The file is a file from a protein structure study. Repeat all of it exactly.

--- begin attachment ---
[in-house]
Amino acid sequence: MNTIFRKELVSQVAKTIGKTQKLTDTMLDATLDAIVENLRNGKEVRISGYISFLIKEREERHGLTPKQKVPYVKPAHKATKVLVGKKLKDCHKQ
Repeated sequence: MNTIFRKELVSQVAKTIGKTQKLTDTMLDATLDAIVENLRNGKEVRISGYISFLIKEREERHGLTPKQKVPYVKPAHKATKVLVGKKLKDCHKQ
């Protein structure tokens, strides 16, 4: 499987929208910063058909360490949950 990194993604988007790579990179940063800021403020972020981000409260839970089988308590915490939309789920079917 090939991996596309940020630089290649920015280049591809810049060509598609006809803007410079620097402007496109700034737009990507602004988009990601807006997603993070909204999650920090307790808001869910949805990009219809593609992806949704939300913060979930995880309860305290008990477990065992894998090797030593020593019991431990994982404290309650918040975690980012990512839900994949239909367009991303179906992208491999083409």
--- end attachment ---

[in-house]
Amino acid sequence: MNTIFRKELVSQVAKTIGKTQKLTDTMLDATLDAIVENLRNGKEVRISGYISFLIKEREERHGLTPKQKVPYVKPAHKATKVLVGKKLKDCHKQ
Repeated sequence: MNTIFRKELVSQVAKTIGKTQKLTDTMLDATLDAIVENLRNGKEVRISGYISFLIKEREERHGLTPKQKVPYVKPAHKATKVLVGKKLKDCHKQ
């Protein structure tokens, strides 16, 4: 499987929208910063058909360490949950 990194993604988007790579990179940063800021403020972020981000409260839970089988308590915490939309789920079917 090939991996596309940020630089290649920015280049591809810049060509598609006809803007410079620097402007496109700034737009990507602004988009990601807006997603993070909204999650920090307790808001869910949805990009219809593609992806949704939300913060979930995880309860305290008990477990065992894998090797030593020593019991431990994982404290309650918040975690980012990512839900994949239909367009991303179906992208491999083409």